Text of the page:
Dec 272011

Recently I realized I was out of my depth when it came to doing graphic design on the cards for Race to Adventure, and brought Daniel Solis on board to do the work. It’s absolutely been proving out as the right decision. Daniel’s bringing a level of polish to the cards that I think would have eluded me, at least in the kind of timeframe I wanted to see. (I’m sure we’ll be seeing some previews of the Race to Adventure card design out of Dan over on his blog soon enough. He has permission to share.)

But it’s also given me a chance to reflect on the difference between Fear and Caution, as a publisher.

Here, I’m going to define Fear as “being scared of doing something because it’s scary”, and Caution as “being careful about what you’re doing because you aren’t bringing the resources to bear you should be”.  By those definitions it’s probably obvious that I’m saying that Caution is something you need to listen to, and Fear is something you should ignore, but it’s not as clean-cut as all that experientially speaking, and I’m not sure that it’s easy to teach folks how to suss out the difference between the two.

The thing is, both things just feel scary when you’re in the middle of them. And when you’re scared, you get risk averse. Sometimes that risk aversion is a good thing, and keeps you from losing your shirt. But completely avoiding risk means you limit your opportunities for growth. In short, without taking a chance at something  that includes the risk of failure, you stagnate.

(Worth noting: Don’t read too much into the connotations of “stagnate” here. A stagnant venture can still muddle along for a good long time, but it’ll never soar; that said, it also won’t ever crash — at worst, it’ll just slowly wind down over time. For some folks that might be desirable, because a stagnant venture also doesn’t require all that much work to maintain. It’s purely a momentum-as-it-is play, and may be the right way to go for  mildly commercialized hobbyists.)

If I let the Fear drive, Evil Hat would not be trying to push into new venues: there would be no fiction projects (Don’t Read This Book and Dinocalypse Now), no graphic novel project (ElectriCity), and no projects for moving into board games (Zeppelin Armada and Race to Adventure). It’s entirely possible we’ll lose some or a lot of money on these projects if they tank. For the Race budget, I’m looking at a production and printing budget that adds up to 20-30% of Evil Hat’s current (prior-to-getting-its-ass-taxed-off-again) bank balance, a figure that’s roughly three times the amount of money Rob & I invested in the company to get it started in the first place.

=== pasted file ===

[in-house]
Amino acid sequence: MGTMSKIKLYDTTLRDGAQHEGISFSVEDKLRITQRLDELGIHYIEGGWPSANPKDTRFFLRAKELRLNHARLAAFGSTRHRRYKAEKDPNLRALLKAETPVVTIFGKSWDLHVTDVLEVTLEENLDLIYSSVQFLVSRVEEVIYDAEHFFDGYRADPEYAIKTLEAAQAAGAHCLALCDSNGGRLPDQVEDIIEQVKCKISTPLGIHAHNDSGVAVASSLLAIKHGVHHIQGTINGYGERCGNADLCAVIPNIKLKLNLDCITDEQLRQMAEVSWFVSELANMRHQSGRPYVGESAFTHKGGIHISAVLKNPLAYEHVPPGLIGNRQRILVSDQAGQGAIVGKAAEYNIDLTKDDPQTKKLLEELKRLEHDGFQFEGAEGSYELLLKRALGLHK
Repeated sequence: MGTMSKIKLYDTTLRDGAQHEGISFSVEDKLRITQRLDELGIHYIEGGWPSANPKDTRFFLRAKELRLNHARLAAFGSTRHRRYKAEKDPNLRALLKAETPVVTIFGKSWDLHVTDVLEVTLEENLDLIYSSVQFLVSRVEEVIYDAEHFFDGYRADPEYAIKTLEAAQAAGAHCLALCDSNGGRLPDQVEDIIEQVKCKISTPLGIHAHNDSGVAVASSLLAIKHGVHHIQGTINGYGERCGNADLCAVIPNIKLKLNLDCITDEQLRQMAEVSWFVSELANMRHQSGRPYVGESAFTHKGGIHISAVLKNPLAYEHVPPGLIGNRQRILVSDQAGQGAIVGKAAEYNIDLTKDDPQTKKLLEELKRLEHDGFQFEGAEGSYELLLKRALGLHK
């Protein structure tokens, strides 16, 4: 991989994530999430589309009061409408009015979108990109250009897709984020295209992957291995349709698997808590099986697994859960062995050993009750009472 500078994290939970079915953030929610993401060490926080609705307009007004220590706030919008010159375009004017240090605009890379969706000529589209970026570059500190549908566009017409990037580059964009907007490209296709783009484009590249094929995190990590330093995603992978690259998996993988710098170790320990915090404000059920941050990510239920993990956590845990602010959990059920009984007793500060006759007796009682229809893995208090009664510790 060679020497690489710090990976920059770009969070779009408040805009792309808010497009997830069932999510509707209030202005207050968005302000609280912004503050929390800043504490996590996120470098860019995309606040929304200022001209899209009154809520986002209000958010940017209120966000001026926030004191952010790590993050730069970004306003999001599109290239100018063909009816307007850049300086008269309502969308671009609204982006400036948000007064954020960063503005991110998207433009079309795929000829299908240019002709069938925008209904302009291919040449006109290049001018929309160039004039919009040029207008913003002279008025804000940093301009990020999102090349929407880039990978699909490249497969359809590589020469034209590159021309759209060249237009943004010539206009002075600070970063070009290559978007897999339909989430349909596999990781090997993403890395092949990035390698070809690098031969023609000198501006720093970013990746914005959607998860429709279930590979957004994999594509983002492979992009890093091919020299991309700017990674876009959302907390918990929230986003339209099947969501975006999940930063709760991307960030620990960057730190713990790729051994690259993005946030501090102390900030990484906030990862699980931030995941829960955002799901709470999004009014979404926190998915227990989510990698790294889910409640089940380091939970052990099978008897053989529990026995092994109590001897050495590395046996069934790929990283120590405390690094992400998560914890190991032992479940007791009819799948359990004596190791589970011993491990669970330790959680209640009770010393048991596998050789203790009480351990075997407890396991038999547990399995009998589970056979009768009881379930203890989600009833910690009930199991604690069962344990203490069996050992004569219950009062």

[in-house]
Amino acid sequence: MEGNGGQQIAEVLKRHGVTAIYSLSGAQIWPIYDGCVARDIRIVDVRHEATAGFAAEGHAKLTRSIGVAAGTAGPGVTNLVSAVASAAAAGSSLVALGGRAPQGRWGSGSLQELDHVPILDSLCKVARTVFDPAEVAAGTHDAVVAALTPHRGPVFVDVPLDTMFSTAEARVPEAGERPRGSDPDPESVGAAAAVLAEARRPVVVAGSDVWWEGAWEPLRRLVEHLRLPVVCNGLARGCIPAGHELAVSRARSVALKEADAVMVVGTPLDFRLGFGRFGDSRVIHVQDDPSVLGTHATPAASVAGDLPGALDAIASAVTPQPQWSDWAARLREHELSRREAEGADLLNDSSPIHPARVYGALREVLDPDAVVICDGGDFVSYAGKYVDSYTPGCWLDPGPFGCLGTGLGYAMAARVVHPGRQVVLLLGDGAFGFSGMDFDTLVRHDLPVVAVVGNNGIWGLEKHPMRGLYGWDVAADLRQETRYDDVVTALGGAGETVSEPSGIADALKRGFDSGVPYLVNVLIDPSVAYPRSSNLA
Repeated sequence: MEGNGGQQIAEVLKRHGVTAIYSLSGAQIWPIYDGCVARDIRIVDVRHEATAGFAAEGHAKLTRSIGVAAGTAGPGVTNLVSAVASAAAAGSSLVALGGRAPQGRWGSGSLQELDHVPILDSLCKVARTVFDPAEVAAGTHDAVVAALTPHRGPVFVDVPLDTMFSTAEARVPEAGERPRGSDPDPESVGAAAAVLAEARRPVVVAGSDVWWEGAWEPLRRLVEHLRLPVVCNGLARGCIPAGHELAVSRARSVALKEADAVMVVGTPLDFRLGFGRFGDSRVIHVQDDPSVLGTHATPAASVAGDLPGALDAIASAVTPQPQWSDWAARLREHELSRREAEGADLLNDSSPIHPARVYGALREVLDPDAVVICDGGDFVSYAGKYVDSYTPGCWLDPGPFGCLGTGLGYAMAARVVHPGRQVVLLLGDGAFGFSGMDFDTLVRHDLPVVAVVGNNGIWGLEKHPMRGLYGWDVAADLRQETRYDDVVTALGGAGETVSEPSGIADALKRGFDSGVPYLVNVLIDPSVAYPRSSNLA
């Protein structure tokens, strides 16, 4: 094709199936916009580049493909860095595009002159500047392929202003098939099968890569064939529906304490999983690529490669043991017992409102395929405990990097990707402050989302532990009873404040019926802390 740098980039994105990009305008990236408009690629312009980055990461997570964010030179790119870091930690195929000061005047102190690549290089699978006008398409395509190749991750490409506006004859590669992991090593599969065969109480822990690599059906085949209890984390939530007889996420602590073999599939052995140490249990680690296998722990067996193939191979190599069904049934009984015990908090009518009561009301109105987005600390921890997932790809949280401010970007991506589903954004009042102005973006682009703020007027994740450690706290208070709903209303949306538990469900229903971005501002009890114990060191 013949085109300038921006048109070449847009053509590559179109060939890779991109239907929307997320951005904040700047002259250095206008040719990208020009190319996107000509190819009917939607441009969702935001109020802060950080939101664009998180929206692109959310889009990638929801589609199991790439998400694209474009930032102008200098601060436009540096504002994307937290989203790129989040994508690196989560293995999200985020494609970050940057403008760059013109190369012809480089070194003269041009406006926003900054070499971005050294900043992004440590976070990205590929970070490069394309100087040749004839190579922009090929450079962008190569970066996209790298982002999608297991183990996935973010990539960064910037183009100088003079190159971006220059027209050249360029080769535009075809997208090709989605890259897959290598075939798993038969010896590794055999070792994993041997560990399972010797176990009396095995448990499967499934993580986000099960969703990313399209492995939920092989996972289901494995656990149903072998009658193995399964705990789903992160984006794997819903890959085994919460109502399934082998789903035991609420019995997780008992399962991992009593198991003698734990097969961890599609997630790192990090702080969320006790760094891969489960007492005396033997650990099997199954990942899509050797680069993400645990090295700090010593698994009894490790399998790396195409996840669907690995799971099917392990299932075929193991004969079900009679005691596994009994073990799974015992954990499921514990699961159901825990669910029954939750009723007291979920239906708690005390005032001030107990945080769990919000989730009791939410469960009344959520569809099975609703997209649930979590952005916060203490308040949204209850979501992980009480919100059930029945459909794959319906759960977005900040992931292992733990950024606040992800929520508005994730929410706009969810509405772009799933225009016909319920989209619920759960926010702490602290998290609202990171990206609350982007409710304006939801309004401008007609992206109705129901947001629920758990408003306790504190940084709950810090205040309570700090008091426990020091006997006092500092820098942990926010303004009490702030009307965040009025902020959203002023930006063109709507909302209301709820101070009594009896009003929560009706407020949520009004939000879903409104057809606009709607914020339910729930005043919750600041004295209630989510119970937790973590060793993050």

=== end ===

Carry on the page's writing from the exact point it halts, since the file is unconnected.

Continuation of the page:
Evil Hat could have a perfectly fine time going for as-is RPG production more on the Spirit of the Century scale than the Dresden Files RPG scale and simply coast a long for a good long while. And we absolutely will continue to work on projects in the RPG space … but it’d be that momentum play, all the same. But Rob and I would like to play a little what if with the money the company has made, and see what happens if we deliberately try to grow into new (new to Evil Hat) markets, games, and media.

Fear wants us not to do that. Fear wants us to stay as we are.

Caution wants us to do that, but do it right. Caution is what told me to recognize where I didn’t have all of the pieces of the job in the right hands, and to bring in Dan.

I’m starting to think that experience is entirely about the journey of telling those two things apart.


  4 Responses to “Fear vs Caution”

  1. […] I’ve recently been pushing hard to make sure Evil Hat has enough plates spinning at once that we’ll have a pretty steady (if a bit irregular) slate of releases once the projects […]

  2. So here’s the question: when you are in the middle of scary, how do you sort those things out?  Or how do you learn to distinguish Fear and Caution?

    • That’s the thing I was talking about, not being sure of how to teach this beyond simply getting some experience pushing past the scary. I think a lot of sorting it out, though, has to do with playing a certain amount of “chess” with your fears: think three moves ahead; use that to identify which fears are merely ludicrious, and which ones are causing you to consider real, legitimate problems.

  3. […] Productions has posted a look at what’s coming in 2012 and beyond. So I’ve recently been pushing hard to make sure Evil Hat has enough plates spinning at once that we’ll have a pretty steady (if a bit irregular) slate of releases once the projects start […]

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